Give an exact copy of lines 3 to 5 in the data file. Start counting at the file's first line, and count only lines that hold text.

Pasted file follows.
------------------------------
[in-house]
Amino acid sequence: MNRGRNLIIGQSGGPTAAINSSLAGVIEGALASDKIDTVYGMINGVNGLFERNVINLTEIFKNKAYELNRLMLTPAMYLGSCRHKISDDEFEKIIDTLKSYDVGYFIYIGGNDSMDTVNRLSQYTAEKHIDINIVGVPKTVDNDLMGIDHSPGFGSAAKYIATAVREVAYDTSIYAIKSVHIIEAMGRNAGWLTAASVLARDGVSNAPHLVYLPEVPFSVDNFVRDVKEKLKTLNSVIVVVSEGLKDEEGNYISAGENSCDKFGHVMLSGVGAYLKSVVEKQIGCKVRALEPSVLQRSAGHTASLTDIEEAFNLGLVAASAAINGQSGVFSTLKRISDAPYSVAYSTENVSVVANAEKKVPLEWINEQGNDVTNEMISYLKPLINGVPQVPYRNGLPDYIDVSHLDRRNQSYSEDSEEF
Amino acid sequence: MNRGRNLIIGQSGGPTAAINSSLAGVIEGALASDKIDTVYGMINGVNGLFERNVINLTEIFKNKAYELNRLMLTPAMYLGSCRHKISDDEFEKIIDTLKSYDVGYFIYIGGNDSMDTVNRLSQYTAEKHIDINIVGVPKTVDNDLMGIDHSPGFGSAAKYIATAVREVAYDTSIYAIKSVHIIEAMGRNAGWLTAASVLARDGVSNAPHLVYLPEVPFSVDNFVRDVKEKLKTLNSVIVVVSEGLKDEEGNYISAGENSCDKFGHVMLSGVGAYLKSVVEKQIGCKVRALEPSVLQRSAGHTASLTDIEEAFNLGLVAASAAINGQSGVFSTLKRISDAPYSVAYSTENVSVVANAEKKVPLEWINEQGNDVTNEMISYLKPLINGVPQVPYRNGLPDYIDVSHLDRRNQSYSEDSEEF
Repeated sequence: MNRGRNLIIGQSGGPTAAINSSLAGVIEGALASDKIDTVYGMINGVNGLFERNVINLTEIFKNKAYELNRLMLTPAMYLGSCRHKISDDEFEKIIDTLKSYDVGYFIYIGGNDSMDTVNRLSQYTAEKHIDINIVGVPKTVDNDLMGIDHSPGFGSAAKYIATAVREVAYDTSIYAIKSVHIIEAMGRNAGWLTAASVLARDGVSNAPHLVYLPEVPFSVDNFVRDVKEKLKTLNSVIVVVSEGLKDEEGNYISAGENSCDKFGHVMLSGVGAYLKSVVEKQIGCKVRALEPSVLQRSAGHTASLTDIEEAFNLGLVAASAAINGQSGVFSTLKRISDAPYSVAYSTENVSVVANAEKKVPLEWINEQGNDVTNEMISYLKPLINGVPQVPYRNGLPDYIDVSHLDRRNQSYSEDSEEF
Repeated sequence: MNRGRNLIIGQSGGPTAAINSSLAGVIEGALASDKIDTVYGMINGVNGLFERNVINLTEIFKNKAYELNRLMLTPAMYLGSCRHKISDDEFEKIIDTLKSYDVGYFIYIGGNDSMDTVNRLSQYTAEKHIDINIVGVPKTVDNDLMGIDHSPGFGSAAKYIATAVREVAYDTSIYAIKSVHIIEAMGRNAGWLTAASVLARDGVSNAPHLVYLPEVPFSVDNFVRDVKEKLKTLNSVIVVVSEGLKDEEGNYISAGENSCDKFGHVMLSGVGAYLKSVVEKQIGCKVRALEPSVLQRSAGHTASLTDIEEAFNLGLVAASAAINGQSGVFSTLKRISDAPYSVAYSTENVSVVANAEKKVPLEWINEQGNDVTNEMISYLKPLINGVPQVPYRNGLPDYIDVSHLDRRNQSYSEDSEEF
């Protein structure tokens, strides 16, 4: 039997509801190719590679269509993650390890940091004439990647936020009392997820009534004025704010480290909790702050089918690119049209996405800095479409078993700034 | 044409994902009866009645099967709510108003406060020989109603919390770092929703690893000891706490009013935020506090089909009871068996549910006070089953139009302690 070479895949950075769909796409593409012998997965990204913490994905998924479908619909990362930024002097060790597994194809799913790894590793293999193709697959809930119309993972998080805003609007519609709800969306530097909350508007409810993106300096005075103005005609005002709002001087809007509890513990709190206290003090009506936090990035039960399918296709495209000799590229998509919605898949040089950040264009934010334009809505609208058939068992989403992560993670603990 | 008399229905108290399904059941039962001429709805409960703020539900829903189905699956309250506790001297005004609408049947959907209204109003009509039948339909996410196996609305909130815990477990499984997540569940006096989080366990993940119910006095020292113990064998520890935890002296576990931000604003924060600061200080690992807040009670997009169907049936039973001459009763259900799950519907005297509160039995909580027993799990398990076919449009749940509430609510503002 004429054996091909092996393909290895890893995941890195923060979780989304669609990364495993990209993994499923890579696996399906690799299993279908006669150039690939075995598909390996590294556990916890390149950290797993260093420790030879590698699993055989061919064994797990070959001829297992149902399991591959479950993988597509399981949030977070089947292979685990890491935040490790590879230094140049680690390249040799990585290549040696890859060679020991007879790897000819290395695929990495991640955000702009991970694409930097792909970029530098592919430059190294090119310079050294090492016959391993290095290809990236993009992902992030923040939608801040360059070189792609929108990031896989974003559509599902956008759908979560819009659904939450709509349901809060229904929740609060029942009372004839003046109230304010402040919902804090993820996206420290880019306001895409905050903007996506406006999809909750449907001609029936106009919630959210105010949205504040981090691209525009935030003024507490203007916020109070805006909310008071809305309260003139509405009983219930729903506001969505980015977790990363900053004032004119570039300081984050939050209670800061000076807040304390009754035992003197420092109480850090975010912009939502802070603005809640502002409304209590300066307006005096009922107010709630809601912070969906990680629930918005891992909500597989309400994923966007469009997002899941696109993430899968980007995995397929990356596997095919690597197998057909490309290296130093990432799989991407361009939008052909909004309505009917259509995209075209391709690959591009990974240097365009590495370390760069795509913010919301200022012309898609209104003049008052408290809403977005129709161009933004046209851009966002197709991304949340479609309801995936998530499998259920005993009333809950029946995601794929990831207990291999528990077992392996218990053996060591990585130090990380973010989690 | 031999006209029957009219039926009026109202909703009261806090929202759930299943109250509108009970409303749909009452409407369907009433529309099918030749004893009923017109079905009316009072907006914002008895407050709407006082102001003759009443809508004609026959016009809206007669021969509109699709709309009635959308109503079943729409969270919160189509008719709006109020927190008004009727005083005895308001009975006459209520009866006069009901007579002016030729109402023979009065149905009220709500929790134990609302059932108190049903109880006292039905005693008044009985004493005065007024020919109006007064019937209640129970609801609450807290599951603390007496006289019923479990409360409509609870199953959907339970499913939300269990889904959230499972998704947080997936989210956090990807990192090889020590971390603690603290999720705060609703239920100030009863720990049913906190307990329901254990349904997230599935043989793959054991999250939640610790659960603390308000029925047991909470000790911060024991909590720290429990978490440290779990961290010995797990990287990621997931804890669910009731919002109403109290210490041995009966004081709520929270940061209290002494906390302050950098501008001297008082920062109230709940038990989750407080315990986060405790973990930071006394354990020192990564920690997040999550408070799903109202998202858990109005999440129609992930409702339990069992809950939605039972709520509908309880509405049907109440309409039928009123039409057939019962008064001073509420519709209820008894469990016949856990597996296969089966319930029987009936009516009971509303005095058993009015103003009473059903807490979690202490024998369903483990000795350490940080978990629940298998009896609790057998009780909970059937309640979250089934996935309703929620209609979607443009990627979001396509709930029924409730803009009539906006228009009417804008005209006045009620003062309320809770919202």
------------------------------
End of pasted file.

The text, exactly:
Amino acid sequence: MNRGRNLIIGQSGGPTAAINSSLAGVIEGALASDKIDTVYGMINGVNGLFERNVINLTEIFKNKAYELNRLMLTPAMYLGSCRHKISDDEFEKIIDTLKSYDVGYFIYIGGNDSMDTVNRLSQYTAEKHIDINIVGVPKTVDNDLMGIDHSPGFGSAAKYIATAVREVAYDTSIYAIKSVHIIEAMGRNAGWLTAASVLARDGVSNAPHLVYLPEVPFSVDNFVRDVKEKLKTLNSVIVVVSEGLKDEEGNYISAGENSCDKFGHVMLSGVGAYLKSVVEKQIGCKVRALEPSVLQRSAGHTASLTDIEEAFNLGLVAASAAINGQSGVFSTLKRISDAPYSVAYSTENVSVVANAEKKVPLEWINEQGNDVTNEMISYLKPLINGVPQVPYRNGLPDYIDVSHLDRRNQSYSEDSEEF
Repeated sequence: MNRGRNLIIGQSGGPTAAINSSLAGVIEGALASDKIDTVYGMINGVNGLFERNVINLTEIFKNKAYELNRLMLTPAMYLGSCRHKISDDEFEKIIDTLKSYDVGYFIYIGGNDSMDTVNRLSQYTAEKHIDINIVGVPKTVDNDLMGIDHSPGFGSAAKYIATAVREVAYDTSIYAIKSVHIIEAMGRNAGWLTAASVLARDGVSNAPHLVYLPEVPFSVDNFVRDVKEKLKTLNSVIVVVSEGLKDEEGNYISAGENSCDKFGHVMLSGVGAYLKSVVEKQIGCKVRALEPSVLQRSAGHTASLTDIEEAFNLGLVAASAAINGQSGVFSTLKRISDAPYSVAYSTENVSVVANAEKKVPLEWINEQGNDVTNEMISYLKPLINGVPQVPYRNGLPDYIDVSHLDRRNQSYSEDSEEF
Repeated sequence: MNRGRNLIIGQSGGPTAAINSSLAGVIEGALASDKIDTVYGMINGVNGLFERNVINLTEIFKNKAYELNRLMLTPAMYLGSCRHKISDDEFEKIIDTLKSYDVGYFIYIGGNDSMDTVNRLSQYTAEKHIDINIVGVPKTVDNDLMGIDHSPGFGSAAKYIATAVREVAYDTSIYAIKSVHIIEAMGRNAGWLTAASVLARDGVSNAPHLVYLPEVPFSVDNFVRDVKEKLKTLNSVIVVVSEGLKDEEGNYISAGENSCDKFGHVMLSGVGAYLKSVVEKQIGCKVRALEPSVLQRSAGHTASLTDIEEAFNLGLVAASAAINGQSGVFSTLKRISDAPYSVAYSTENVSVVANAEKKVPLEWINEQGNDVTNEMISYLKPLINGVPQVPYRNGLPDYIDVSHLDRRNQSYSEDSEEF